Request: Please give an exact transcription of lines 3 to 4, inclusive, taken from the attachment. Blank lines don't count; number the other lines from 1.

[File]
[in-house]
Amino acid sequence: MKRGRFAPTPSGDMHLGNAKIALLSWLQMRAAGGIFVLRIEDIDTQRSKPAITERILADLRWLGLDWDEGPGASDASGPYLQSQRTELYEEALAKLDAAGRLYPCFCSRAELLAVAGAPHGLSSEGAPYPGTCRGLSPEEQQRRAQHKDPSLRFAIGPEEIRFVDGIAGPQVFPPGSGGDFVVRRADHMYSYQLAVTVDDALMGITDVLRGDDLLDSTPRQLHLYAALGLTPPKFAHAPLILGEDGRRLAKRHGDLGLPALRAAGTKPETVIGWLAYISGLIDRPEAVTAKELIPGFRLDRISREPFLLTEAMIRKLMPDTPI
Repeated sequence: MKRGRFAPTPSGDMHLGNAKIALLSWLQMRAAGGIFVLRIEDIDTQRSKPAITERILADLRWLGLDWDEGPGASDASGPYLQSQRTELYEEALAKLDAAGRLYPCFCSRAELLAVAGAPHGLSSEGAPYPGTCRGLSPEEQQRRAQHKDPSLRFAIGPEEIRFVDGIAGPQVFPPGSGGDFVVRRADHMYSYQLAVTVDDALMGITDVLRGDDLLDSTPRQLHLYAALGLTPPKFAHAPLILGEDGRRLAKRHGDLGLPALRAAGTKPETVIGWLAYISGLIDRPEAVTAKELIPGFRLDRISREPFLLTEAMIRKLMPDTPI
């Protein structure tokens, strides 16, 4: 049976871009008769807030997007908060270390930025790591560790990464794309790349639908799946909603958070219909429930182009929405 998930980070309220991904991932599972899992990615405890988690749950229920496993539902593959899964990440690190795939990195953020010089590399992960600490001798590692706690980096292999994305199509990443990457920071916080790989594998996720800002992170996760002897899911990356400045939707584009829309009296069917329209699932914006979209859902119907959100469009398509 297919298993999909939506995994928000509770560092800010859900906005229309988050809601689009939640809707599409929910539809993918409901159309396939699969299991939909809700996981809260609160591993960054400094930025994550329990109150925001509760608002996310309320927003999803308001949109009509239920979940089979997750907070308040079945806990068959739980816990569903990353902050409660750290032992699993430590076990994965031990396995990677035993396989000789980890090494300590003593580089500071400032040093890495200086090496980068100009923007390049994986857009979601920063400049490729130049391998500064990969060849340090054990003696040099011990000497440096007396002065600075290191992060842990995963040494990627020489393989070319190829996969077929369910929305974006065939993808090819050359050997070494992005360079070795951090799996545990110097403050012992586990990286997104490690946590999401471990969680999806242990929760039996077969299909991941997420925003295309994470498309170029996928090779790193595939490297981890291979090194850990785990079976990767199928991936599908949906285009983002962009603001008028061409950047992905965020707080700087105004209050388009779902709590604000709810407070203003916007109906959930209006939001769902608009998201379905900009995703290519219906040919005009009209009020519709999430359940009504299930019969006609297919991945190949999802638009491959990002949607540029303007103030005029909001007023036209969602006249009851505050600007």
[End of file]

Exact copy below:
Repeated sequence: MKRGRFAPTPSGDMHLGNAKIALLSWLQMRAAGGIFVLRIEDIDTQRSKPAITERILADLRWLGLDWDEGPGASDASGPYLQSQRTELYEEALAKLDAAGRLYPCFCSRAELLAVAGAPHGLSSEGAPYPGTCRGLSPEEQQRRAQHKDPSLRFAIGPEEIRFVDGIAGPQVFPPGSGGDFVVRRADHMYSYQLAVTVDDALMGITDVLRGDDLLDSTPRQLHLYAALGLTPPKFAHAPLILGEDGRRLAKRHGDLGLPALRAAGTKPETVIGWLAYISGLIDRPEAVTAKELIPGFRLDRISREPFLLTEAMIRKLMPDTPI
């Protein structure tokens, strides 16, 4: 049976871009008769807030997007908060270390930025790591560790990464794309790349639908799946909603958070219909429930182009929405 998930980070309220991904991932599972899992990615405890988690749950229920496993539902593959899964990440690190795939990195953020010089590399992960600490001798590692706690980096292999994305199509990443990457920071916080790989594998996720800002992170996760002897899911990356400045939707584009829309009296069917329209699932914006979209859902119907959100469009398509 297919298993999909939506995994928000509770560092800010859900906005229309988050809601689009939640809707599409929910539809993918409901159309396939699969299991939909809700996981809260609160591993960054400094930025994550329990109150925001509760608002996310309320927003999803308001949109009509239920979940089979997750907070308040079945806990068959739980816990569903990353902050409660750290032992699993430590076990994965031990396995990677035993396989000789980890090494300590003593580089500071400032040093890495200086090496980068100009923007390049994986857009979601920063400049490729130049391998500064990969060849340090054990003696040099011990000497440096007396002065600075290191992060842990995963040494990627020489393989070319190829996969077929369910929305974006065939993808090819050359050997070494992005360079070795951090799996545990110097403050012992586990990286997104490690946590999401471990969680999806242990929760039996077969299909991941997420925003295309994470498309170029996928090779790193595939490297981890291979090194850990785990079976990767199928991936599908949906285009983002962009603001008028061409950047992905965020707080700087105004209050388009779902709590604000709810407070203003916007109906959930209006939001769902608009998201379905900009995703290519219906040919005009009209009020519709999430359940009504299930019969006609297919991945190949999802638009491959990002949607540029303007103030005029909001007023036209969602006249009851505050600007």